We look back at the 1991 Tour, which Miguel Indurain won with a dar­ing moun­tain raid

Procycling - - Contents - Writer: Alas­dair Fotheringham Photography: Off­side/ L’Equipe

Miguel Indurain, the story goes, won five Tour de France yel­low jer­seys in a row in the early 1990s with ruth­less and te­dious time­tri­alling ef­fi­ciency. At the point when his Tours were won and lost and the drama should have been at its high­est, Indurain sim­ply stran­gled his ri­vals’ as­pi­ra­tions, putting min­utes into them in the time tri­als, then pas­sively de­fend­ing his lead in the moun­tains. The iconog­ra­phy re­in­forced the nar­ra­tive: the best Indurain pic­tures of the era were from the time tri­als: the ma­chine-like Spaniard, his ex­pres­sion mostly hid­den be­hind a half­face time trial hel­met, sharply in fo­cus; the back­ground blurred. The stereo­typ­i­cal view of Indurain, per­pet­u­ated by the me­dia and re­in­forced by the rider’s be­hav­iour off the bike, was that he was de­void of emo­tion, though there was one small chink of am­bi­gu­ity: the gri­mace which he wore dur­ing those long, crush­ing time tri­als some­times looked a bit like a smile.

Some of the cov­er­age of Indurain didn’t do him any favours. ‘Is this man a robot?’ asked Cy­cle Sport mag­a­zine rhetor­i­cally on its cover be­fore the 1996 Tour. The sub­text be­ing the un­spo­ken an­swer to the ques­tion: yes, though iron­i­cally that was the year he was roundly beaten by Bjarne Riis.

But all this was a lit­tle un­fair. When you talk to Indurain, he is a warm­hearted, friendly, gen­er­ous and straight­for­ward per­son. The prob­lem was that most of the non-Span­ish me­dia didn’t of­ten talk to him, see­ing him as in­ac­ces­si­ble and dis­tant, when he was sim­ply un­com­mu­nica­tive and shy. But he was widely ap­pre­ci­ated by his ri­vals. Fur­ther­more, the per­cep­tion that he won five Tours all in the same way is flawed. What’s for­got­ten is that his first vic­tory,

in 1991, was noth­ing like the oth­ers. It was a Tour won in a spell­bind­ing at­tack in the moun­tains, fol­low­ing a riv­et­ing open­ing week. His time gains were still re­in­forced in the time tri­als, how­ever. This was Miguel Indurain, after all.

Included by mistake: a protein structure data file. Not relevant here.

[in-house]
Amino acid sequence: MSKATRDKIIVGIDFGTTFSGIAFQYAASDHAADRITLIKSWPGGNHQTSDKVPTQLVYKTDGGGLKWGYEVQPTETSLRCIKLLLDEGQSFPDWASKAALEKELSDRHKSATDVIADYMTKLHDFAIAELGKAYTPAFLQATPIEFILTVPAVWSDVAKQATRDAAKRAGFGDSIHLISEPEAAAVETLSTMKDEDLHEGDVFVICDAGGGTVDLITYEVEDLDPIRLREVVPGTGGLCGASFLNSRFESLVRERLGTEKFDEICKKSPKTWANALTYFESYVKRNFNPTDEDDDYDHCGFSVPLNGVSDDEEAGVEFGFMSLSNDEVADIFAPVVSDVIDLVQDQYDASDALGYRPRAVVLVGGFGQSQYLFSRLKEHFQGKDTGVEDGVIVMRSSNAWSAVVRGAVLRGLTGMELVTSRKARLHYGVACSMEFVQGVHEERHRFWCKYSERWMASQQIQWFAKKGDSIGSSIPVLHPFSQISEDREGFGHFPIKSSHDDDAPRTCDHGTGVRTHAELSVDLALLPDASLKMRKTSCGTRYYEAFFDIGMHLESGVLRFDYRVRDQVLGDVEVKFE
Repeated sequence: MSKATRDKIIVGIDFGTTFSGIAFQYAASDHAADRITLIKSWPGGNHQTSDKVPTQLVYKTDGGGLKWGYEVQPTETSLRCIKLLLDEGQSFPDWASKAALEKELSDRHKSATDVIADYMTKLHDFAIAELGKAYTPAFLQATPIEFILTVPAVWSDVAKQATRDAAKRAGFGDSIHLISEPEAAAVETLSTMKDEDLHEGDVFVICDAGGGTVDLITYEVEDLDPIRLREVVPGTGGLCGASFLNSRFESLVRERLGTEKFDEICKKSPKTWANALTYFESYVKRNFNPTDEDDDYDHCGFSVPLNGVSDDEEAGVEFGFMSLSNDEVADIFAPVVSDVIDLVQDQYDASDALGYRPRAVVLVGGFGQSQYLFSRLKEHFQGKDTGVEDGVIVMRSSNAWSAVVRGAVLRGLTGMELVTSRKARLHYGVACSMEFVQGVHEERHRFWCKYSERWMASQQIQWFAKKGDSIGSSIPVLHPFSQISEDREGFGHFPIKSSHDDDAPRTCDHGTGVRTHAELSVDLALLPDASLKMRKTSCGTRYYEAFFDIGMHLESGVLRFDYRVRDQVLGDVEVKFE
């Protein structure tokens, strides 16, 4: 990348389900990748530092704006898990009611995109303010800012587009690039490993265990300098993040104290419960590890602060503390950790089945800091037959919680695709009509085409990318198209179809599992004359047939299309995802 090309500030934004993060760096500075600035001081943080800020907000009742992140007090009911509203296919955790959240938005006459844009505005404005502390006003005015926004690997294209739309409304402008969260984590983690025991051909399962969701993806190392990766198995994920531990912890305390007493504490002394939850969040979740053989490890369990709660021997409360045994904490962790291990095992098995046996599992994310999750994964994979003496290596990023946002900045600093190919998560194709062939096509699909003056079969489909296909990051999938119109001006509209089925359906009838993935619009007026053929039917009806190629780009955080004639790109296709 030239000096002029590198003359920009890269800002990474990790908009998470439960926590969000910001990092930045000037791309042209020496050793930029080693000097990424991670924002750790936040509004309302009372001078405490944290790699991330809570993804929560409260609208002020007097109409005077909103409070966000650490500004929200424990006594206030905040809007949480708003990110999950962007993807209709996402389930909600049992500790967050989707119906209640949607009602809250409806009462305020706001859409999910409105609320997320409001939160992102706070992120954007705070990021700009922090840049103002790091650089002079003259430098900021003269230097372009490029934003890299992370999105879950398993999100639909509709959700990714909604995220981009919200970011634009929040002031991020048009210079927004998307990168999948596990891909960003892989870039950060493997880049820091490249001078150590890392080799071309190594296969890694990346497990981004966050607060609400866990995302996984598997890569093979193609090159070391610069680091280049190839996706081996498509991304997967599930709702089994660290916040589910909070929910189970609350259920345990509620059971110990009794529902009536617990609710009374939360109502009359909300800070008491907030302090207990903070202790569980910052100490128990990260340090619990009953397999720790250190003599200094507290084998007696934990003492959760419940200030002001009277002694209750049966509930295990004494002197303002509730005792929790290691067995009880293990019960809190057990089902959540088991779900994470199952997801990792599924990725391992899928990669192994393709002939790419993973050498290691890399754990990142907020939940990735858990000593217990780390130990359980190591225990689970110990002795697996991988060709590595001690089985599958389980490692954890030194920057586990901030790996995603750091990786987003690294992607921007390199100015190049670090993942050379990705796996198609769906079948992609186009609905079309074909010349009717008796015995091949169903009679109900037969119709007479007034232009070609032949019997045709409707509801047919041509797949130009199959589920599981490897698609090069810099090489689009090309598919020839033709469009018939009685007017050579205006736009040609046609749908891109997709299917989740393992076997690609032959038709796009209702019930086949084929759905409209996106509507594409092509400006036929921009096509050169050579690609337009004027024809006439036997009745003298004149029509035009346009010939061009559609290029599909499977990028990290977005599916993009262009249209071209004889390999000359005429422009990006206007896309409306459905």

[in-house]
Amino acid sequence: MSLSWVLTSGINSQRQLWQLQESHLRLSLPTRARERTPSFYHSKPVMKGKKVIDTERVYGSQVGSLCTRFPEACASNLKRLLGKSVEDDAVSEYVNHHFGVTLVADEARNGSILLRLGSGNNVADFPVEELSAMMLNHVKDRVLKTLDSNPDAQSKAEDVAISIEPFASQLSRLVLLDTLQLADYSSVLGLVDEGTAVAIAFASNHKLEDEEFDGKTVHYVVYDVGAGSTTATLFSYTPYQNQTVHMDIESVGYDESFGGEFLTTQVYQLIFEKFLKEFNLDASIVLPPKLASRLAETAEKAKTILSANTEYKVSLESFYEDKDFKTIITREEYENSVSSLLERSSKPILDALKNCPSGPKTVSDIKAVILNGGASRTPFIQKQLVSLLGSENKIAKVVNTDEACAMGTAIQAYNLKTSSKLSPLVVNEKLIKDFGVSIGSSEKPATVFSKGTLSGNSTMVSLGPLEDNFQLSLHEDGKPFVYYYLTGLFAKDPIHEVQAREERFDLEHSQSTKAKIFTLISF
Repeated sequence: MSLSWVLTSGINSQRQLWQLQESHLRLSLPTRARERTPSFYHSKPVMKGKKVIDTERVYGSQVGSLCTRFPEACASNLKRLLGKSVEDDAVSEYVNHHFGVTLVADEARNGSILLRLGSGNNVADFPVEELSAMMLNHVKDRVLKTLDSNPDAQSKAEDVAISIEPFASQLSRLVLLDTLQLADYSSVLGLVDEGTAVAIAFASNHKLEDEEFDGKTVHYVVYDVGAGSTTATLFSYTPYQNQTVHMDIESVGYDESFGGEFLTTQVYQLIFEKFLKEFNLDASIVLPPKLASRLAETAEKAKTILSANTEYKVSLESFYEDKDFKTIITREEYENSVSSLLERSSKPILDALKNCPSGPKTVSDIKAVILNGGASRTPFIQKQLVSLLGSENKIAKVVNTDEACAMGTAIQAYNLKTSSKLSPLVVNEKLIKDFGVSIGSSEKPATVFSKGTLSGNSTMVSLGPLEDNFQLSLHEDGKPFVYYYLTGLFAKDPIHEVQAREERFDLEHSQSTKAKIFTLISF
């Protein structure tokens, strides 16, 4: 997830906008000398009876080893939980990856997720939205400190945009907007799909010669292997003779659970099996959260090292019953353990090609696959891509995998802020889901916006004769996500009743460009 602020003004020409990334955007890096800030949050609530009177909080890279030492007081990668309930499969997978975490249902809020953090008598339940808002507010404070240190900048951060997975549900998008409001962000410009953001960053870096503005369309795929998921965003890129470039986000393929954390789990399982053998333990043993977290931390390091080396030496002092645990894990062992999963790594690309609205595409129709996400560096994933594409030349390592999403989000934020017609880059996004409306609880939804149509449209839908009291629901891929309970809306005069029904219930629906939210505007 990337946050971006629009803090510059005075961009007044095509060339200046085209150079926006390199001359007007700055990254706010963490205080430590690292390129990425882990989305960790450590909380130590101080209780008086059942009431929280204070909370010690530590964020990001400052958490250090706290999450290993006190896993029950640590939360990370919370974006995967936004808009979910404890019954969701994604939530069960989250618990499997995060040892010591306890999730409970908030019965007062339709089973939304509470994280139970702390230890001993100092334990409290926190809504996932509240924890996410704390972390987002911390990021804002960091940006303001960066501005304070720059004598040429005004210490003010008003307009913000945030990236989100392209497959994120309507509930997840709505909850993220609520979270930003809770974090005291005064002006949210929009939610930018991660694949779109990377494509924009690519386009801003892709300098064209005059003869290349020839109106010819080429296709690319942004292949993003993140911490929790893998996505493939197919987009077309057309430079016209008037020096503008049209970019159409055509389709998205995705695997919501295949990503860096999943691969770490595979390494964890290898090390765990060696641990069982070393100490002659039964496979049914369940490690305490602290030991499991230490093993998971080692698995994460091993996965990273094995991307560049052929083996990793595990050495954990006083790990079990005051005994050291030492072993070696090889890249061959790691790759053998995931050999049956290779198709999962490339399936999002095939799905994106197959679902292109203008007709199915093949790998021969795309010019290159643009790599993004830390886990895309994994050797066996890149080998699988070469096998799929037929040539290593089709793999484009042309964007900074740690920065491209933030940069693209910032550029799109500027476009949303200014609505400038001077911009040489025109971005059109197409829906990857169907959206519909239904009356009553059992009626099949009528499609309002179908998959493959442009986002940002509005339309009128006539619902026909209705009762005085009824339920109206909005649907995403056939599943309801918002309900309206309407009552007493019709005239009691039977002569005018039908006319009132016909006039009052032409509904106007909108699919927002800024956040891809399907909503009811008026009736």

The Banesto team wasn’t 100 per cent be­hind Indurain be­fore the 1991 Tour be­gan. He had been groomed to be­come 1988 Tour win­ner Pe­dro Del­gado’s suc­ces­sor in the Navar­ran squad, but the ques­tion of ex­actly when Del­gado should hand on the ba­ton to his younger team-mate had yet to be re­solved. Indurain’s 1990 Tour, when he was stronger in the moun­tains than Del­gado, should have sorted that one out. But Indurain had been pushed into sec­ond by a com­plete out­sider, Mel­cior Mauri, in the 1991 Vuelta, and this had left the lead­er­ship ques­tion un­re­solved.

Banesto’s so­lu­tion was typ­i­cal of the cau­tion of­ten shown by their man­age­ment team of José Miguel Echavarri and Euse­bio Unzué. As for­mer team-mate and cy­cling com­men­ta­tor Jeff Bernard, him­self a top three fin­isher in the 1987 Tour, re­calls, the Span­ish team started the 1991 Tour with no fewer than four dif­fer­ent po­ten­tial lead­ers: Del­gado, Indurain, Bernard him­self and Julián Gorospe. The lat­ter was a Basque racer re­garded as a po­ten­tial Tour win­ner for many years in Spain, but who never lived up to his early prom­ise.

“All of us had the green light to go in any of the early breaks, be­cause of what had hap­pened in 1990,” Bernard tells Pro­cy­cling.

The pre­vi­ous year, a break on the open­ing road stage by Frans Maassen, Ro­nan Pensec, Clau­dio Chi­ap­pucci and Steve Bauer had gained 10 min­utes and it took even­tual win­ner Greg LeMond al­most the en­tire Tour, and not a lit­tle luck, to over­turn Chi­ap­pucci’s stout de­fence of the yel­low jer­sey which he took in the Alps. “Banesto had had no­body there,” says Bernard. “The man­age­ment didn’t want that to hap­pen again.”